Kevin Phillips extends service on NIH addiction panel

Feb. 26, 2024

Kevin Phillips, a trainer for the Workforce Development Program at the University of Arizona College of Medicine – Tucson’s Department of Family and Community Medicine, will serve on the National Institute of Health’s Helping to End Addiction Long-term Connections Lived Experience Panel for a second year in 2024, continuing on the Hispanic/Latino/a/x/é subpanel.

Portrait of Kevin Phillips standing outside wearing purple shirt.

Kevin Phillips

HEAL Connections is funded by the NIH’s HEAL Initiative, a research effort to “speed scientific solutions to stem the national opioid public health crisis.” The purpose of the panel is to elevate the voices of people who have lived experience with pain, recovery from opioid use disorder or both so that they can effectively speak to the priorities and needs of their communities. 

“I’m in a pretty good place in my life right now and I have a lot of privileges that many others in the recovery community do not have,” said Phillips. “Coupled with my position here at UArizona, I thought that it would be a great opportunity to help amplify other voices to where decisions around research funding and processes are being made.

“I hope that out of this panel come new ways to get research results out to underserved communities and maybe more acceptance within the medical, academic and behavioral health communities surrounding peer and family support.”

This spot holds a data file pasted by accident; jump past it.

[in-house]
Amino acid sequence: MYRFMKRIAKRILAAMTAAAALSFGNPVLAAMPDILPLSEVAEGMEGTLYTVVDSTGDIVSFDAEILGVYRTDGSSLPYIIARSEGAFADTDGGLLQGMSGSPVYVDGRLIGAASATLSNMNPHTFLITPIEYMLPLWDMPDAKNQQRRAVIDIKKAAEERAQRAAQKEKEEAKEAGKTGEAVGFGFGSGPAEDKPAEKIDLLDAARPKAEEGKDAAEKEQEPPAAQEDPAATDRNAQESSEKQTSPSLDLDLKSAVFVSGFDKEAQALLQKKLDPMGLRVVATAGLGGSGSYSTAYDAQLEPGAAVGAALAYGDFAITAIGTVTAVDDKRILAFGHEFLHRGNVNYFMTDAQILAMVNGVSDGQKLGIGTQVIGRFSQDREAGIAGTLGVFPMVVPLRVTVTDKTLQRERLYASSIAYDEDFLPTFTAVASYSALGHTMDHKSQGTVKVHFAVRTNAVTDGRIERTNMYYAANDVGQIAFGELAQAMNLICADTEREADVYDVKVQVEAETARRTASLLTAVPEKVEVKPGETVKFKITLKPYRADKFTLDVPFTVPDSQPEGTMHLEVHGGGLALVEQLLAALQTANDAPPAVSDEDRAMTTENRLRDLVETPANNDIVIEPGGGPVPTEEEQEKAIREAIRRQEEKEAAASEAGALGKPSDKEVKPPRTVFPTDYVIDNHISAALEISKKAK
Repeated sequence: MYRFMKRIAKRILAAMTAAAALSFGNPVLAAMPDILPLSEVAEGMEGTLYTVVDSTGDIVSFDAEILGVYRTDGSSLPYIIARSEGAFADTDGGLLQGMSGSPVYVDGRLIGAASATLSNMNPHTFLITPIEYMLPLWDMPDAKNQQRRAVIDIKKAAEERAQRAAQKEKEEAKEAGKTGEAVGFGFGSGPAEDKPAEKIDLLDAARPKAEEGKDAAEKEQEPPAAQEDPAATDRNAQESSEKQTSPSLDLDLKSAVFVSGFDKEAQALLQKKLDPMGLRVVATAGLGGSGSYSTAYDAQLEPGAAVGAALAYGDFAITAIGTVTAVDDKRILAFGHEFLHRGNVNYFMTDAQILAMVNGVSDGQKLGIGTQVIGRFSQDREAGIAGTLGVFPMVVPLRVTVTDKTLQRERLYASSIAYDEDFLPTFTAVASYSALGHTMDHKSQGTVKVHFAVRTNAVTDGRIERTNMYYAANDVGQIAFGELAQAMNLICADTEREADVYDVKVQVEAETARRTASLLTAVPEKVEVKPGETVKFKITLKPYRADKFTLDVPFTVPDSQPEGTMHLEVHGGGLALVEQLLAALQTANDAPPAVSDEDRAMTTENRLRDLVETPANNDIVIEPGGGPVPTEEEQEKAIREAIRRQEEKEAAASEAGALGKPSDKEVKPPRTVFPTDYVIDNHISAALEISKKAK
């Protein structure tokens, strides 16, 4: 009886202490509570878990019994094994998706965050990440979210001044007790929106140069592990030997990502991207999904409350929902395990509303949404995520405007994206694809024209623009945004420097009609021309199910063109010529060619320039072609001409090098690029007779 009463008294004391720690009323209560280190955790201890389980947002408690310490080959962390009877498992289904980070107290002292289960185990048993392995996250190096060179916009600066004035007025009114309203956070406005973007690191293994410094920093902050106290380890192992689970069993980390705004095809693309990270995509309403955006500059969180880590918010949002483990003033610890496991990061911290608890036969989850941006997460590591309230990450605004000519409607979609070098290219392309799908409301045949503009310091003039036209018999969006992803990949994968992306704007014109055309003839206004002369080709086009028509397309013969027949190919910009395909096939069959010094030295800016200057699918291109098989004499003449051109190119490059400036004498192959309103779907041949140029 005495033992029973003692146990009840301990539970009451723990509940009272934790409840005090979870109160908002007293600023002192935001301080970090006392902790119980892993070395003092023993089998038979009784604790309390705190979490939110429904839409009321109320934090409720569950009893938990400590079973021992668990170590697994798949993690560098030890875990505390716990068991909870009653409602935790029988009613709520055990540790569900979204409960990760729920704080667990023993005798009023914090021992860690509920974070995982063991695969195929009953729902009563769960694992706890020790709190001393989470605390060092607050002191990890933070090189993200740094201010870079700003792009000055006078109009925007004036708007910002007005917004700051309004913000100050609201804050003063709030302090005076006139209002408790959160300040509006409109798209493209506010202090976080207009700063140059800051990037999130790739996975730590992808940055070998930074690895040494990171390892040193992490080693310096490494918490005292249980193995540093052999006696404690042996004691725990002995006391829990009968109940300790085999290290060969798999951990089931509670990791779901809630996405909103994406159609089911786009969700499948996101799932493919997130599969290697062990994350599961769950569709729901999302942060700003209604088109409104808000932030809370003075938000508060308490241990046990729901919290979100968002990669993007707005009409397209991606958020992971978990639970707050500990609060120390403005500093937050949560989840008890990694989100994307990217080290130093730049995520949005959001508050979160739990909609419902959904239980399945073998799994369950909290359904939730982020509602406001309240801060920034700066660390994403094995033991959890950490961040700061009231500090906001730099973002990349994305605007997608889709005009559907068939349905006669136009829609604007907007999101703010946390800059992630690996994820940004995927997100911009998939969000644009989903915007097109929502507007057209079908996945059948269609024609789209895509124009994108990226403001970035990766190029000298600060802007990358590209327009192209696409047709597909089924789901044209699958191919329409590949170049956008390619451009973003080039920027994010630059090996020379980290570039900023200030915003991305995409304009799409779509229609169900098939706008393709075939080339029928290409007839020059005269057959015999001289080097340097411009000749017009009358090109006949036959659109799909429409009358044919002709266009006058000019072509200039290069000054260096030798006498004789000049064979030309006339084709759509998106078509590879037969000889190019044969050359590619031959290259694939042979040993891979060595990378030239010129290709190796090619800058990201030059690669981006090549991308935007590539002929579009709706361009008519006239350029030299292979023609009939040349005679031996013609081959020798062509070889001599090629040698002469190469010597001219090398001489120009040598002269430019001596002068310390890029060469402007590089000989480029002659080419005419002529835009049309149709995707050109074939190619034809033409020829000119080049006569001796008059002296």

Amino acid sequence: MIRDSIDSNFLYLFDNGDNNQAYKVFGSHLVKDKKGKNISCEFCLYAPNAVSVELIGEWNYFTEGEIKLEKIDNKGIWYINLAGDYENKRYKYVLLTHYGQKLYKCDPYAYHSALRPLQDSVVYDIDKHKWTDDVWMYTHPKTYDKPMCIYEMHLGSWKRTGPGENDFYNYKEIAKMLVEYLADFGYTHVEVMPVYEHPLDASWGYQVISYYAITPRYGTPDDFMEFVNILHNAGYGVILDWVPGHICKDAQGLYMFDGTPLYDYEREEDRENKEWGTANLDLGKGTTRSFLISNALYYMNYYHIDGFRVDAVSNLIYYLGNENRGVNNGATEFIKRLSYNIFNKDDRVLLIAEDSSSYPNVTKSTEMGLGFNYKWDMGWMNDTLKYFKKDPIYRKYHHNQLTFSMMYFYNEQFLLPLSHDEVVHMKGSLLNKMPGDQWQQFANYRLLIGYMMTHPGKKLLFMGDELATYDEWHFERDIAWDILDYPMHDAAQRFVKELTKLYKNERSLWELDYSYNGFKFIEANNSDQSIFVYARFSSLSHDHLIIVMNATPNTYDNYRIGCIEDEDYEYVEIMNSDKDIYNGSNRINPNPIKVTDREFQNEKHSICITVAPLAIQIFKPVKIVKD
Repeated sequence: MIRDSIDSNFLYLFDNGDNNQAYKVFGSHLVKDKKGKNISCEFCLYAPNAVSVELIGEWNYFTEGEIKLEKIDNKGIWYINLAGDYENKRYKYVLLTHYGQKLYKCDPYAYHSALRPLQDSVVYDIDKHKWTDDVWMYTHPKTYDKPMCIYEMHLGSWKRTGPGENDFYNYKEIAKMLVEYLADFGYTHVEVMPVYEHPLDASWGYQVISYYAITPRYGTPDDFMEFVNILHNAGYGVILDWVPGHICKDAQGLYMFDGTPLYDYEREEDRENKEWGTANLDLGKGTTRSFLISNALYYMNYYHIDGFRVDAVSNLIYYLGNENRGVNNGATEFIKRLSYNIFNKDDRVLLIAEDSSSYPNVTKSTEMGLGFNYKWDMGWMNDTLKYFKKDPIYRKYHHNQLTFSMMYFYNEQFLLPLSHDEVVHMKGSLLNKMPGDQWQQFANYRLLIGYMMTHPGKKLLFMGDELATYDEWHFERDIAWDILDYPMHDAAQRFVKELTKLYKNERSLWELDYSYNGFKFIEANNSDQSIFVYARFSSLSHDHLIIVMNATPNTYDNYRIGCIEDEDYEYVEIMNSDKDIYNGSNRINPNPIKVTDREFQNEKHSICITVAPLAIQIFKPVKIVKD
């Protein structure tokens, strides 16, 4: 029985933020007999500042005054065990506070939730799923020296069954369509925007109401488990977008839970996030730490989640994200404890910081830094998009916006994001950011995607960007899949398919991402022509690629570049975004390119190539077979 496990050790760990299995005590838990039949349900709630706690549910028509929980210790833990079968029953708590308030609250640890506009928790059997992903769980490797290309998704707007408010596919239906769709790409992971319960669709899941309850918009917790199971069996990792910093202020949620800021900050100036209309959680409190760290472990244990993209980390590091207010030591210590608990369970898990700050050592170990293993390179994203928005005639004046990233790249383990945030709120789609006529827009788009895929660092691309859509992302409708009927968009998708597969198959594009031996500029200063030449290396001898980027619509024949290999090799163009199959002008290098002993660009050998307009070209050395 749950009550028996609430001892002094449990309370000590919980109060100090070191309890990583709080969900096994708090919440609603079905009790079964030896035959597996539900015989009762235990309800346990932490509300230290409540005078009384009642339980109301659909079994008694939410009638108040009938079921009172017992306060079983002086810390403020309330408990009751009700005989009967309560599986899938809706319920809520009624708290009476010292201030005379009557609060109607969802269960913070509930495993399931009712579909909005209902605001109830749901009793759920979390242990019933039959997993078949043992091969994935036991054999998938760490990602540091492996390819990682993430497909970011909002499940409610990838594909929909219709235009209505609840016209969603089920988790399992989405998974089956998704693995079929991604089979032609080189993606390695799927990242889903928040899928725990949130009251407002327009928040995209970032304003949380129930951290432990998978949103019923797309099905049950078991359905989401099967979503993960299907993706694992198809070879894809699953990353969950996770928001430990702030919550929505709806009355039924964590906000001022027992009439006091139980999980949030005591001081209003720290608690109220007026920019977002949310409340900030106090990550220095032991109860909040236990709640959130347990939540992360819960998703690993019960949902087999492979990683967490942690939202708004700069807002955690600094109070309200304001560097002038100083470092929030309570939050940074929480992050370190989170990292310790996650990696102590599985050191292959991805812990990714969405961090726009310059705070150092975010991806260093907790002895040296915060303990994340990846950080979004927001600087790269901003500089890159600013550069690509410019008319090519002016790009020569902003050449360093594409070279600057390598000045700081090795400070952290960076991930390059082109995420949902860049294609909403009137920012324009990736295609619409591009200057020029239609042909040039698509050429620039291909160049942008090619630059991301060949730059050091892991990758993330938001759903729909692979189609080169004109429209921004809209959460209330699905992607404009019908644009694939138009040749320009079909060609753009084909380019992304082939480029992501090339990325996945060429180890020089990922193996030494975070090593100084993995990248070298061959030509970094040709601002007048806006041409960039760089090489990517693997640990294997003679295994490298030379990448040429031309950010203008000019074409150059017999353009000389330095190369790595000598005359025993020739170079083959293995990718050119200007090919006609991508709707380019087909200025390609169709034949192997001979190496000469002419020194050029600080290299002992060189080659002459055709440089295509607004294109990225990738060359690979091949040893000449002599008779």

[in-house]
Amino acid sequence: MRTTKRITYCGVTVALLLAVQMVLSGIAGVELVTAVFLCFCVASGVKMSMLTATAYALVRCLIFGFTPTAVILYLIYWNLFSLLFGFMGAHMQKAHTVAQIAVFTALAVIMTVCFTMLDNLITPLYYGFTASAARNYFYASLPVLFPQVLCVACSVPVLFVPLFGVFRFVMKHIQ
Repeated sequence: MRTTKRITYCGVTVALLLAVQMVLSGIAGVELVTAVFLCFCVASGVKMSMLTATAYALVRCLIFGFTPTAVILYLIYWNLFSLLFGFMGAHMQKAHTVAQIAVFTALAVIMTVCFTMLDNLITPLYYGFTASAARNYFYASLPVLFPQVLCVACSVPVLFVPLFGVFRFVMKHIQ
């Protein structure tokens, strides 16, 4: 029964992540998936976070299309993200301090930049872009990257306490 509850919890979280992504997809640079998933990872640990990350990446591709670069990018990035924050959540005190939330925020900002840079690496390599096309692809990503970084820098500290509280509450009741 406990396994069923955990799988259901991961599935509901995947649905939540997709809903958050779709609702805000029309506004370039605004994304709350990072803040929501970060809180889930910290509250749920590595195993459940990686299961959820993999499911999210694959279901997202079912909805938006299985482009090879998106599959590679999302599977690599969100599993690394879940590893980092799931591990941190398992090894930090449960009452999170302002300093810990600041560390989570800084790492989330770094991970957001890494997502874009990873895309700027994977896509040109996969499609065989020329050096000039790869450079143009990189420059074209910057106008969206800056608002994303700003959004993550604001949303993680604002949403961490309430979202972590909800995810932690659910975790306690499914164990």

The Workforce Development Program trains people “who have lived experience with substance use disorder or mental illness on how to transform their knowledge into expertise so they can enter the behavioral health workforce,” Phillips said.

He is an instructor for the Recovery Support Specialist InstitutePeerWORKS and Project FUTRE.

“I also provide continued support for those in our apprenticeship programs. I still remember how difficult it can be at times,” he said.

Rita Romero, a Workforce Development Program training coordinator, is Phillips’ supervisor and was his instructor when he was enrolled in the program.

“Kevin is an invaluable member of our team for many reasons. He provides our trainees with an exemplary model of recovery-oriented practice, inspiring others to open their minds to new ways of helping,” Romero said. “His support has been a crucial factor in our trainees obtaining and sustaining meaningful employment throughout Arizona.

“He is an amazing advocate for the individuals we work with and his commitment to inclusivity, diversity, equity and accessibility is clear in all the work he does with our programs. We are so lucky to have such a talented person on our team.”

Added Phillips: “When I started my own recovery, I was a little lost. I knew that my old career was toxic for me and I had no idea of what else I could do. My past felt like a giant burden that I would have to carry with me into whatever it was I decided to do.

“The idea of being able to use my experience and hardships as a tool to help others was almost too exciting to comprehend. It was like a giant weight had been lifted that had been on me my whole life. When this opportunity came up where I could help others to help others, I jumped at it.”